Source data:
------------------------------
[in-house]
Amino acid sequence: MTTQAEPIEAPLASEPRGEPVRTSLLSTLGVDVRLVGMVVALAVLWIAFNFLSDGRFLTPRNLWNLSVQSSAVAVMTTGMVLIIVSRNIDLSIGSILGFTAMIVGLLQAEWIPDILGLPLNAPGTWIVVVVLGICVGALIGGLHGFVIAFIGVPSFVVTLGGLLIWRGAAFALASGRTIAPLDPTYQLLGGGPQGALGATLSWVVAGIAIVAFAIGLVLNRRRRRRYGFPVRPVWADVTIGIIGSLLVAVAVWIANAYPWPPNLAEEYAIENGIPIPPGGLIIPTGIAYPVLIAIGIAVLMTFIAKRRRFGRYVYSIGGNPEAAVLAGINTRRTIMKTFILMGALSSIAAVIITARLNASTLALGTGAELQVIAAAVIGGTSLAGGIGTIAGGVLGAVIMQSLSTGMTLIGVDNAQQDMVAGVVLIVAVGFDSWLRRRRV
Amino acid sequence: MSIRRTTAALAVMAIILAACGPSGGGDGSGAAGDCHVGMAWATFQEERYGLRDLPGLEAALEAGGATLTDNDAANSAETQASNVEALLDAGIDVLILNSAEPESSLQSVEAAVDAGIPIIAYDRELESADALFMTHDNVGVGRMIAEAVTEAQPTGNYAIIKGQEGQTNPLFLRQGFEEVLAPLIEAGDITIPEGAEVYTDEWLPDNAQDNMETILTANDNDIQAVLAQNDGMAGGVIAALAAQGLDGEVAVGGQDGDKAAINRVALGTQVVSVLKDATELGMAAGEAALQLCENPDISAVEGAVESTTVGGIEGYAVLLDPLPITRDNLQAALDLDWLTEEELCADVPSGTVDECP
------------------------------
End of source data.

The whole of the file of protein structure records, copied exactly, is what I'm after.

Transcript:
[in-house]
Amino acid sequence: MTTQAEPIEAPLASEPRGEPVRTSLLSTLGVDVRLVGMVVALAVLWIAFNFLSDGRFLTPRNLWNLSVQSSAVAVMTTGMVLIIVSRNIDLSIGSILGFTAMIVGLLQAEWIPDILGLPLNAPGTWIVVVVLGICVGALIGGLHGFVIAFIGVPSFVVTLGGLLIWRGAAFALASGRTIAPLDPTYQLLGGGPQGALGATLSWVVAGIAIVAFAIGLVLNRRRRRRYGFPVRPVWADVTIGIIGSLLVAVAVWIANAYPWPPNLAEEYAIENGIPIPPGGLIIPTGIAYPVLIAIGIAVLMTFIAKRRRFGRYVYSIGGNPEAAVLAGINTRRTIMKTFILMGALSSIAAVIITARLNASTLALGTGAELQVIAAAVIGGTSLAGGIGTIAGGVLGAVIMQSLSTGMTLIGVDNAQQDMVAGVVLIVAVGFDSWLRRRRV
Amino acid sequence: MSIRRTTAALAVMAIILAACGPSGGGDGSGAAGDCHVGMAWATFQEERYGLRDLPGLEAALEAGGATLTDNDAANSAETQASNVEALLDAGIDVLILNSAEPESSLQSVEAAVDAGIPIIAYDRELESADALFMTHDNVGVGRMIAEAVTEAQPTGNYAIIKGQEGQTNPLFLRQGFEEVLAPLIEAGDITIPEGAEVYTDEWLPDNAQDNMETILTANDNDIQAVLAQNDGMAGGVIAALAAQGLDGEVAVGGQDGDKAAINRVALGTQVVSVLKDATELGMAAGEAALQLCENPDISAVEGAVESTTVGGIEGYAVLLDPLPITRDNLQAALDLDWLTEEELCADVPSGTVDECP